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Backlund, Fredrik
Publications (3 of 3) Show all publications
Steneberg, P., Lindahl, E., Dahl, U., Lidh, E., Straseviciene, J., Backlund, F., . . . Edlund, H. (2018). PAN-AMPK activator O304 improves glucose homeostasis and microvascular perfusion in mice and type 2 diabetes patients. JCI INSIGHT, 3(12), Article ID e99114.
Open this publication in new window or tab >>PAN-AMPK activator O304 improves glucose homeostasis and microvascular perfusion in mice and type 2 diabetes patients
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2018 (English)In: JCI INSIGHT, ISSN 2379-3708, Vol. 3, no 12, article id e99114Article in journal (Refereed) Published
Abstract [en]

AMPK activated protein kinase (AMPK), a master regulator of energy homeostasis, is activated in response to an energy shortage imposed by physical activity and caloric restriction. We here report on the identification of PAN-AMPK activator O304, which - in diet-induced obese mice - increased glucose uptake in skeletal muscle, reduced beta cell stress, and promoted beta cell rest. Accordingly, O304 reduced fasting plasma glucose levels and homeostasis model assessment of insulin resistance (HOMA-IR) in a proof-of-concept phase IIa clinical trial in type 2 diabetes (T2D) patients on Metformin. T2D is associated with devastating micro-and macrovascular complications, and O304 improved peripheral microvascular perfusion and reduced blood pressure both in animals and T2D patients. Moreover, like exercise, O304 activated AMPK in the heart, increased cardiac glucose uptake, reduced cardiac glycogen levels, and improved left ventricular stroke volume in mice, but it did not increase heart weight in mice or rats. Thus, O304 exhibits a great potential as a novel drug to treat T2D and associated cardiovascular complications.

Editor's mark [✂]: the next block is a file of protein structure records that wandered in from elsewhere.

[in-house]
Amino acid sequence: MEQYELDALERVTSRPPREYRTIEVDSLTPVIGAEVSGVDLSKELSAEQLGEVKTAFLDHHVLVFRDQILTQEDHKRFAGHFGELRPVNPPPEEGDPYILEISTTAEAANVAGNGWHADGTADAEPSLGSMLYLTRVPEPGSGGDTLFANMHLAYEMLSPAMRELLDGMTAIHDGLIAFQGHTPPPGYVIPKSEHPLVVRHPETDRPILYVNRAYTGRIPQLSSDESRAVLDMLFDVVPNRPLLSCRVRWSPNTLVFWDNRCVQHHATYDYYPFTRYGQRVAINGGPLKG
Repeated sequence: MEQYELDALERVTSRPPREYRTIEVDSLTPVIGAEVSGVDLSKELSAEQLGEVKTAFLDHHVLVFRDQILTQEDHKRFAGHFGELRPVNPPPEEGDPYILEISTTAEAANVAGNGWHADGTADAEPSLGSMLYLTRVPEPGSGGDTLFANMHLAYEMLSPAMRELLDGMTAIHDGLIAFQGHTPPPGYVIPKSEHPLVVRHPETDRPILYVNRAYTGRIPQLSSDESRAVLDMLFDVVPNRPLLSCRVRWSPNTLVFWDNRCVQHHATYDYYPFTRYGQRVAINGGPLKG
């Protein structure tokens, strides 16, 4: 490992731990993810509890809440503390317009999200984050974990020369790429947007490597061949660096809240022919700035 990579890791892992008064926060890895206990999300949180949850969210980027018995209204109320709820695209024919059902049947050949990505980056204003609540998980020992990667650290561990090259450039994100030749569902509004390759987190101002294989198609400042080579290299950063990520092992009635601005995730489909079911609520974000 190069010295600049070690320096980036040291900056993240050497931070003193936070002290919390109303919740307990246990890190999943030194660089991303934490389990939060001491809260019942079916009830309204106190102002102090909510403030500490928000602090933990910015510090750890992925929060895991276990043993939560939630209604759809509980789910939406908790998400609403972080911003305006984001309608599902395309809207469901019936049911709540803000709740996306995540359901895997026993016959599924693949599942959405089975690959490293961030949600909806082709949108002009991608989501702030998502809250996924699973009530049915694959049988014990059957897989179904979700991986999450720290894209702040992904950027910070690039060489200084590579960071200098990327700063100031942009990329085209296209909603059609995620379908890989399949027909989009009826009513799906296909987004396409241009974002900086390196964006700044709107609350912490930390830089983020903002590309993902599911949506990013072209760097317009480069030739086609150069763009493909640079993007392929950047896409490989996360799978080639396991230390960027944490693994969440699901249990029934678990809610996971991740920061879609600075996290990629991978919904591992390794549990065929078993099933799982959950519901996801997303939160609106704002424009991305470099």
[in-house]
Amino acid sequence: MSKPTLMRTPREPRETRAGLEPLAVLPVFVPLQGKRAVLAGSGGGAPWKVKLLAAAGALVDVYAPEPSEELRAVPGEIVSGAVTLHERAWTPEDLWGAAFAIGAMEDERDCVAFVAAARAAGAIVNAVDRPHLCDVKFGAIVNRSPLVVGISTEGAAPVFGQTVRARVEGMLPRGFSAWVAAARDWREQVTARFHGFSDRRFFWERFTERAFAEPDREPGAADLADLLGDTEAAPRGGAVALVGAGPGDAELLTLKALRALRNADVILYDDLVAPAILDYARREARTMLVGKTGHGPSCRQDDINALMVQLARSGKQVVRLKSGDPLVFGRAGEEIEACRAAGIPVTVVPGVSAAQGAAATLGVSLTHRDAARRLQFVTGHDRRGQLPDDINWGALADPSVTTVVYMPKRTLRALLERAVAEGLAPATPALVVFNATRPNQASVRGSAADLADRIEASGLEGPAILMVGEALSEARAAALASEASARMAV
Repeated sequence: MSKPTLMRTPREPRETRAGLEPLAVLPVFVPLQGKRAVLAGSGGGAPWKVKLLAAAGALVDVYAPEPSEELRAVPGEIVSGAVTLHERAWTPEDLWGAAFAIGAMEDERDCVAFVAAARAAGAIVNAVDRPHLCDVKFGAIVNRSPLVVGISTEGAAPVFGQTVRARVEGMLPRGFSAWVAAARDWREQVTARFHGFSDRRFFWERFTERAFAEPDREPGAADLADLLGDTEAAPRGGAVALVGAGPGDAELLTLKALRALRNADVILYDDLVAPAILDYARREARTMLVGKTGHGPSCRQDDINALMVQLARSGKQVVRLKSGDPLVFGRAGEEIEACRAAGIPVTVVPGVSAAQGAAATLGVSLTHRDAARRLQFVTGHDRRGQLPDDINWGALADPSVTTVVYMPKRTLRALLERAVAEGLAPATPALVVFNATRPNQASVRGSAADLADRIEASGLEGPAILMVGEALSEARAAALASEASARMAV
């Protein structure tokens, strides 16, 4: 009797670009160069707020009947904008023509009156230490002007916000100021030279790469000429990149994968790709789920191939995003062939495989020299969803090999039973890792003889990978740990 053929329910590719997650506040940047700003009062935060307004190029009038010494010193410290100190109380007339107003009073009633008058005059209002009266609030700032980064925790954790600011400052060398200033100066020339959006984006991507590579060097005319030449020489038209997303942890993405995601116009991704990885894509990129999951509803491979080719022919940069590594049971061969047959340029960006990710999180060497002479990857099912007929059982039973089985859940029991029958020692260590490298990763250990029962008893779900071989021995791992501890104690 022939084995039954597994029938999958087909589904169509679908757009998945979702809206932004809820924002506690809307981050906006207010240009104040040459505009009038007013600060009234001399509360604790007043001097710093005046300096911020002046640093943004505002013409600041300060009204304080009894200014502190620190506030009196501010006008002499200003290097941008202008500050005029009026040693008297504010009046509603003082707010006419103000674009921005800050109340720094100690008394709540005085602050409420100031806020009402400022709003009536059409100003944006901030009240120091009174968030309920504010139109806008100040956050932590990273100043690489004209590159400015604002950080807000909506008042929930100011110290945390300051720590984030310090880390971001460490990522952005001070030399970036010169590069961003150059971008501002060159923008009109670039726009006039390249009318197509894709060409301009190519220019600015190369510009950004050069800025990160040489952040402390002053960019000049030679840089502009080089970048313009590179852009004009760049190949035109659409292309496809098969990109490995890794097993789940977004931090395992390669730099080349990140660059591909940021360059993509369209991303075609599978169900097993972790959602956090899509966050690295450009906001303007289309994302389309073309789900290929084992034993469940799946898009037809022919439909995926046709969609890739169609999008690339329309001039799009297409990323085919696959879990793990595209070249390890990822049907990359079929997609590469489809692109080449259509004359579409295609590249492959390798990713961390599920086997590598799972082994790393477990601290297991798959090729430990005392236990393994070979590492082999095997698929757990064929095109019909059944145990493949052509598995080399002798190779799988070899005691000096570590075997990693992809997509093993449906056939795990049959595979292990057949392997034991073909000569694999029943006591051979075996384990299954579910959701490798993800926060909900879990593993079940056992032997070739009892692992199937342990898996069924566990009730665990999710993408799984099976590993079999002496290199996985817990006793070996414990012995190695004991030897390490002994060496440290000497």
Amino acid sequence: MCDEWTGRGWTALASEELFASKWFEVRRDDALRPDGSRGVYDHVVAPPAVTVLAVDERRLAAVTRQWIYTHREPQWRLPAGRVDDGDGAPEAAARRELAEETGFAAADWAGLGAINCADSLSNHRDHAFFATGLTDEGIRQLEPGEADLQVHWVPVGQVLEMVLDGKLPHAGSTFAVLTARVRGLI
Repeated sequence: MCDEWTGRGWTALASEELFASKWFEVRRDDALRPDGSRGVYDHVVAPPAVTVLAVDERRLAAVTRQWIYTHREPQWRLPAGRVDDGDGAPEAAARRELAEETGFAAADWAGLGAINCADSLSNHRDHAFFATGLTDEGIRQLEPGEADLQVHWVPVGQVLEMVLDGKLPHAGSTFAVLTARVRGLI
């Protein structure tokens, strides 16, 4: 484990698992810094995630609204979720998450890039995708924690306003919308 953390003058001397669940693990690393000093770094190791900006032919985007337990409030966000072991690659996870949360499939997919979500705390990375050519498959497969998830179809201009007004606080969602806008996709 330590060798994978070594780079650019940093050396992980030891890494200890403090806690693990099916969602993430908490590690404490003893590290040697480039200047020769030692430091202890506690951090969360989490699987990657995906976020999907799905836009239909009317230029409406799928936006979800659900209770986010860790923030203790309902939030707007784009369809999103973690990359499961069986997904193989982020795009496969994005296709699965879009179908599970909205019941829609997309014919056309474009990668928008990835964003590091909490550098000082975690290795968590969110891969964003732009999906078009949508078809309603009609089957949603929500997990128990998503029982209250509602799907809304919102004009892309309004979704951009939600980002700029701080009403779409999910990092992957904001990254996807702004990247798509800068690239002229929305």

Place, publisher, year, edition, pages
American Society for Clinical Investigation, 2018
National Category
Endocrinology and Diabetes Physiology
urn:nbn:se:umu:diva-150778 (URN)10.1172/jci.insight.99114 (DOI)000436144100013 ()29925691 (PubMedID)2-s2.0-85061843820 (Scopus ID)
Available from: 2018-08-31 Created: 2018-08-31 Last updated: 2023-03-23Bibliographically approved
Steneberg, P., Sykaras, A. G., Backlund, F., Straseviciene, J., Söderström, I. & Edlund, H. (2015). Hyperinsulinemia Enhances Hepatic Expression of the Fatty Acid Transporter Cd36 and Provokes Hepatosteatosis and Hepatic Insulin Resistance. Journal of Biological Chemistry, 290(31), 19034-19043
Open this publication in new window or tab >>Hyperinsulinemia Enhances Hepatic Expression of the Fatty Acid Transporter Cd36 and Provokes Hepatosteatosis and Hepatic Insulin Resistance
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2015 (English)In: Journal of Biological Chemistry, ISSN 0021-9258, E-ISSN 1083-351X, Vol. 290, no 31, p. 19034-19043Article in journal (Refereed) Published
Abstract [en]